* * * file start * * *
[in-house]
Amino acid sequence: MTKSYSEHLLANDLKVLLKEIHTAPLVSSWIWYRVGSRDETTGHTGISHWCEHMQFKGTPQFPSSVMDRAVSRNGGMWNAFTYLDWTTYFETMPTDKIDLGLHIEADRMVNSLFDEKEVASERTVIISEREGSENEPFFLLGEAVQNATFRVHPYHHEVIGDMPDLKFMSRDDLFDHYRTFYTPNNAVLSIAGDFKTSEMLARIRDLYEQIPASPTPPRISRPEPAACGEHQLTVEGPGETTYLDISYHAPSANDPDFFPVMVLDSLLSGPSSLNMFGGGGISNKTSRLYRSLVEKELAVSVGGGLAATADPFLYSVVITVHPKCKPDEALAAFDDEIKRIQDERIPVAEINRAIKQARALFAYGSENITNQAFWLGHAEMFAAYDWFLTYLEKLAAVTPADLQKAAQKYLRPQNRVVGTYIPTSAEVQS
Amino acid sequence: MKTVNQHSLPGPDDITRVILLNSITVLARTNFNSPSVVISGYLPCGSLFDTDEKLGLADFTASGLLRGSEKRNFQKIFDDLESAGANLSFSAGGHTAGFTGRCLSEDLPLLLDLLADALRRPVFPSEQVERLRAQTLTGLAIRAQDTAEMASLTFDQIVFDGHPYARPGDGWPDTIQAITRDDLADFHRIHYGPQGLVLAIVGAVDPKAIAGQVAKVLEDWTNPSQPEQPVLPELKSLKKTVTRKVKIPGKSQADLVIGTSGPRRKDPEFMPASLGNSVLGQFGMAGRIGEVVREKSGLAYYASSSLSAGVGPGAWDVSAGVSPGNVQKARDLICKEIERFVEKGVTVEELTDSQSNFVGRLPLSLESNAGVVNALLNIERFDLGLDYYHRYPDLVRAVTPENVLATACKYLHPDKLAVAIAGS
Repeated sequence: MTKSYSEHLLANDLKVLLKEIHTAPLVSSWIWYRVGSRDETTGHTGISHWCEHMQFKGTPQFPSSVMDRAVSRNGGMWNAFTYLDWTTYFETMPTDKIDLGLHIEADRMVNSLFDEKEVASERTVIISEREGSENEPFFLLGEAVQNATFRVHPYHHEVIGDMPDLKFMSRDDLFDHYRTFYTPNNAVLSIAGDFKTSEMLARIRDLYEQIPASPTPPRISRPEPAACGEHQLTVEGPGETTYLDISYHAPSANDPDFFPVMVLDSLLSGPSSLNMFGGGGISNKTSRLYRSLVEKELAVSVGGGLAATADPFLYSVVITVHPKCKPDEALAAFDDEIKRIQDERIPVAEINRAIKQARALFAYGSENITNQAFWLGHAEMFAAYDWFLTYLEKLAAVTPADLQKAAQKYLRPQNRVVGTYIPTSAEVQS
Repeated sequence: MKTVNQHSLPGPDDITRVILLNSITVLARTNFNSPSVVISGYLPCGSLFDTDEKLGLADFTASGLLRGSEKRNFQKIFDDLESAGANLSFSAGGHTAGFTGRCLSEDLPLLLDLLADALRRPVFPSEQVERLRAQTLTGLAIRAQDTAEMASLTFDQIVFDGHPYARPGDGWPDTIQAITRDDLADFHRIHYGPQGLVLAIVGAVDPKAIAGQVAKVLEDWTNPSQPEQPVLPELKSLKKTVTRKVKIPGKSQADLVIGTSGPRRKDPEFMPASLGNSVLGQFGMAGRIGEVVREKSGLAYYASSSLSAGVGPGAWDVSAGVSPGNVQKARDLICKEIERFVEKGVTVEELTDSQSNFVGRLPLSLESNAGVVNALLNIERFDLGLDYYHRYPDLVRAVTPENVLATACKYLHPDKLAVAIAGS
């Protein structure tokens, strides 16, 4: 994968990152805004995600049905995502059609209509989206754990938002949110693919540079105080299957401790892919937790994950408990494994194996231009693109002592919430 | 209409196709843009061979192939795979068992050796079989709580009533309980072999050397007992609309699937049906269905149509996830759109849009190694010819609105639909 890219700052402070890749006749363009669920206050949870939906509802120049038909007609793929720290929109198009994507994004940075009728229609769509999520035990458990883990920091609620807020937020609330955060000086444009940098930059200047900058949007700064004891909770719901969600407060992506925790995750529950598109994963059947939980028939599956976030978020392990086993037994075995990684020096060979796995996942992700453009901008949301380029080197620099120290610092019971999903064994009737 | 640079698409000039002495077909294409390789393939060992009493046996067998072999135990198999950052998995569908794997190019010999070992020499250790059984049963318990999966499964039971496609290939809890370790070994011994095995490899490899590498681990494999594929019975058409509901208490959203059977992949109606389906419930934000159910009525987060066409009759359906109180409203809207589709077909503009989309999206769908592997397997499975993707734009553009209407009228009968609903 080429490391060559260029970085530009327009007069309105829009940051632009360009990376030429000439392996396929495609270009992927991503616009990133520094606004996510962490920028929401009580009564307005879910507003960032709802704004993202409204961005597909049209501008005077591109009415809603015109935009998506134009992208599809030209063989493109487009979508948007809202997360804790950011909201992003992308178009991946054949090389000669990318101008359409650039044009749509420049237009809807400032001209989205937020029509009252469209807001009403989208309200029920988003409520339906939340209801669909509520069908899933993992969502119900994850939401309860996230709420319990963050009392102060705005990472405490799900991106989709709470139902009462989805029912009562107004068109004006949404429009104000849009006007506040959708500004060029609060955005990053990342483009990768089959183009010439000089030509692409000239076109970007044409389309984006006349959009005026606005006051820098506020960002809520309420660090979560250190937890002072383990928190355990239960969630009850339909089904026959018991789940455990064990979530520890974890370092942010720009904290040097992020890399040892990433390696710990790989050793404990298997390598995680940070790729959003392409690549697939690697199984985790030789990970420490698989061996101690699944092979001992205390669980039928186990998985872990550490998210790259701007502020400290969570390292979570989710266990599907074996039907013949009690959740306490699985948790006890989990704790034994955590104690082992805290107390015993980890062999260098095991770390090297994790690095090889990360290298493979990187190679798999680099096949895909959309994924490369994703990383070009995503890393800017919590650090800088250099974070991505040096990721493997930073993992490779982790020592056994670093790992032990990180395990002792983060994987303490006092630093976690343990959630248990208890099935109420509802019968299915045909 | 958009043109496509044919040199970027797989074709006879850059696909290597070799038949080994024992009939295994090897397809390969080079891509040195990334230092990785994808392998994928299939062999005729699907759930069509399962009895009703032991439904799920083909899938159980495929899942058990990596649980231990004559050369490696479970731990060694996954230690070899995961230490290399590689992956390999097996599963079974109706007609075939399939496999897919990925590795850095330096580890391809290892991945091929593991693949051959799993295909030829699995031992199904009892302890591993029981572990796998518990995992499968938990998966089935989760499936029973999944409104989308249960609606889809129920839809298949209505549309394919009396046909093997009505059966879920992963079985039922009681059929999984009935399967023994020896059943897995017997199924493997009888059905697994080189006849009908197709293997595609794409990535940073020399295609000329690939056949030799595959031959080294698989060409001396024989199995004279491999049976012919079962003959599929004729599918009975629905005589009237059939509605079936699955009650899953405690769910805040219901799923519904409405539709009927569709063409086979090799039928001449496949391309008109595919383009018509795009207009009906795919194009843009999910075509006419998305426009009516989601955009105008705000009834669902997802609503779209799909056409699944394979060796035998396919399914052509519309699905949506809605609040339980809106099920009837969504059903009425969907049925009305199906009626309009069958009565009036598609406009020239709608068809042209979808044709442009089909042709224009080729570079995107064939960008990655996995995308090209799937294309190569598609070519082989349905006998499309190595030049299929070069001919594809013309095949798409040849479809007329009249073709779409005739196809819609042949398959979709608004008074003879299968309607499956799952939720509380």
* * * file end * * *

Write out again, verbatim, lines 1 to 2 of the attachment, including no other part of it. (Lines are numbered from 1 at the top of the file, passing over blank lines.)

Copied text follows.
[in-house]
Amino acid sequence: MTKSYSEHLLANDLKVLLKEIHTAPLVSSWIWYRVGSRDETTGHTGISHWCEHMQFKGTPQFPSSVMDRAVSRNGGMWNAFTYLDWTTYFETMPTDKIDLGLHIEADRMVNSLFDEKEVASERTVIISEREGSENEPFFLLGEAVQNATFRVHPYHHEVIGDMPDLKFMSRDDLFDHYRTFYTPNNAVLSIAGDFKTSEMLARIRDLYEQIPASPTPPRISRPEPAACGEHQLTVEGPGETTYLDISYHAPSANDPDFFPVMVLDSLLSGPSSLNMFGGGGISNKTSRLYRSLVEKELAVSVGGGLAATADPFLYSVVITVHPKCKPDEALAAFDDEIKRIQDERIPVAEINRAIKQARALFAYGSENITNQAFWLGHAEMFAAYDWFLTYLEKLAAVTPADLQKAAQKYLRPQNRVVGTYIPTSAEVQS